Once perhaps the most controversial star in pop, Miley Cyrus is consciously pulling back with her sixth album Younger Now. Where 2013’s Bangerz dove headfirst into the sounds and imagery of rap and 2015’s Miley Cyrus & Her Dead Petz was a fully stoned space escapade with Wayne Coyne and friends, Younger Now positions her as a meditative singer-songwriter. Lead single “Malibu” was a stripped-down paean to domesticity, and on the title track she almost explicitly sheds the skin of her former self. Neither song, though, reaches the highs of her more problematic personas, though her celebrated covers of new standards show that the potential is still there for a rewarding album.
Ben Frost – The Centre Cannot Hold
Following the surprise success of 2014’s A U R O R A, the heavy minimalist musician Ben Frost holed up for 10 days in the studio with Chicago noise rock maven Steve Albini. Frost has already released an incendiary EP from those sessions entitled Threshold of Faith, and soon he’ll drop an accompanying full-length called The Centre Cannot Hold. The EP was a bracing listen, with much crisper and more immediate sonics than A U R O R A, swapping out that record’s drummer-assisted bombast for harsh and hermetic drone. Since the two records are culled from the same material, it seems reasonable to expect a similar vibe on The Centre Cannot Hold.
Primus – The Desaturating Seven
Most of Primus’ music sounds like something that might run through a young child’s head in a nightmare, but the newest record from the demented funk-metal veterans is actually inspired by a creepy-as-hell children’s book: The Rainbow Goblins by Ul De Rico. Coming three years after their 2014 album covering the soundtrack to 1971’s Willy Wonka & the Chocolate Factory, the curdled children’s-fable theme seems like a fitting followup. Lead single “The Seven,” by Claypool’s own account, illustrates a pretty heavy ‘80s-King-Crimson influence; it’s always been a reference point for much of the band’s work, but with the proggy irregular meter dominating this one, you’ll think of both Fripp’s band and some of Primus’ early classics. The Desaturating Seven is also Primus’ first album of original songs since 1995’s Tales From The Punchbowl with the trio’s original lineup with drummer Tim Alexander. Claypool’s experiences reading De Rico’s book to his own kids apparently inspired the album–God help those poor, scared kids.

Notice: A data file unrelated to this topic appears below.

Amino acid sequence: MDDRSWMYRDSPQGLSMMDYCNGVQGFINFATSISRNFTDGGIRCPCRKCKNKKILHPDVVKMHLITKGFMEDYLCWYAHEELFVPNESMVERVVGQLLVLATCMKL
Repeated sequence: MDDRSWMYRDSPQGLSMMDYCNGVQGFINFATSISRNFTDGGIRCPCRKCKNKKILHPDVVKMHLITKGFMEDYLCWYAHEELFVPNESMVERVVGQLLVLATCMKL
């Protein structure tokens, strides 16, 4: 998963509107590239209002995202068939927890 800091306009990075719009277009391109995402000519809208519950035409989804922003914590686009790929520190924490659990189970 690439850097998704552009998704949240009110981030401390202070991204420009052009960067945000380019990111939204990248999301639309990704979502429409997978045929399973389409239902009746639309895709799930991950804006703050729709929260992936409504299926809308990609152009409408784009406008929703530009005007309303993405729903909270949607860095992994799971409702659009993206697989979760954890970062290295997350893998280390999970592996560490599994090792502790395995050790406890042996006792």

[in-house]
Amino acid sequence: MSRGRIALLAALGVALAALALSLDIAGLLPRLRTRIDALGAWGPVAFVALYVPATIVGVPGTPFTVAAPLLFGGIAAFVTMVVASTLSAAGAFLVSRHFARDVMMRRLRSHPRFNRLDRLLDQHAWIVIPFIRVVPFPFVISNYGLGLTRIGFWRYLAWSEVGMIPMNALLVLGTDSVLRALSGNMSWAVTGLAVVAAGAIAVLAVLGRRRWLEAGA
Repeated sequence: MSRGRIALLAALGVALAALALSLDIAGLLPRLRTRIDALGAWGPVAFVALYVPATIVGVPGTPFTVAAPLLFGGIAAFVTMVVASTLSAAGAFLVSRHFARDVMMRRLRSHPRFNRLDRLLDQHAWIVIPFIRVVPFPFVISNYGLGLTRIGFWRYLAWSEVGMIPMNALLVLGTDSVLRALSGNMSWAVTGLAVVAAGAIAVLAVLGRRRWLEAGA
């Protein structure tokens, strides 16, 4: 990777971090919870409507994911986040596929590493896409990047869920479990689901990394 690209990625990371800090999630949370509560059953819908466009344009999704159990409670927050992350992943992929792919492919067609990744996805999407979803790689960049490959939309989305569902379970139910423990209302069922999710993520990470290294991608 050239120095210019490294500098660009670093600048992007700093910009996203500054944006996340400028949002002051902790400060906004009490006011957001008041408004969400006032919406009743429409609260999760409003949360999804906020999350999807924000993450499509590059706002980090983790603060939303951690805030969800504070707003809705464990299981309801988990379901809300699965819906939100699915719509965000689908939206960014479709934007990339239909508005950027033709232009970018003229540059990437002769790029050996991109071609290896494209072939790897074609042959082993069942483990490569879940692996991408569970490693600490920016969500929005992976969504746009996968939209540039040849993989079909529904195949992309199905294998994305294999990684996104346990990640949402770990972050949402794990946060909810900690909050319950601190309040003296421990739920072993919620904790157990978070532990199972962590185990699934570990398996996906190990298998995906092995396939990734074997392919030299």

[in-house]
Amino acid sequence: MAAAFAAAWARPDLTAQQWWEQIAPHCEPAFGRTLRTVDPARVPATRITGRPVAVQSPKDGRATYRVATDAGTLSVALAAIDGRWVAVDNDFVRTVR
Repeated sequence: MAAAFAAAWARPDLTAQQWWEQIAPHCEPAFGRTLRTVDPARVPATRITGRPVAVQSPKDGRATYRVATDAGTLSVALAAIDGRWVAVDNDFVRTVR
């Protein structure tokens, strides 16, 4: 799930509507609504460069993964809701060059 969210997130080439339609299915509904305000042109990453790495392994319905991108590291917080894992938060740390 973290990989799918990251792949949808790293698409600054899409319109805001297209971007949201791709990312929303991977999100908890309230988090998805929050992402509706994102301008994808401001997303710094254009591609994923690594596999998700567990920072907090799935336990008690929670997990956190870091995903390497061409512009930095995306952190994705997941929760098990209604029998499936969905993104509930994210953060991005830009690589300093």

The World is a Beautiful Place and I Am No Longer Afraid to Die – Always Foreign
Emo will never die, though you will. The multi-man Connecticut band are releasing their first record since 2015’s widely acclaimed Harmlessness, which sold them as one of the most ambitious, sprawling bands working today. Funny enough, the first song we heard from that record was the fairly short “Dillon and Her Son,” which was followed by the more comprehensive “Marine Tigers.” Of Always Foreign, singer David Bello said: “When we started writing we were fresh off Trump being elected, so there’s an anger to the album that’s different from what we’ve done in the past. There’s a lot more resistance thinking throughout the songs—not in a way that’s strictly anti-Trump, but also addressing things like white supremacy and controlling elements of the state.”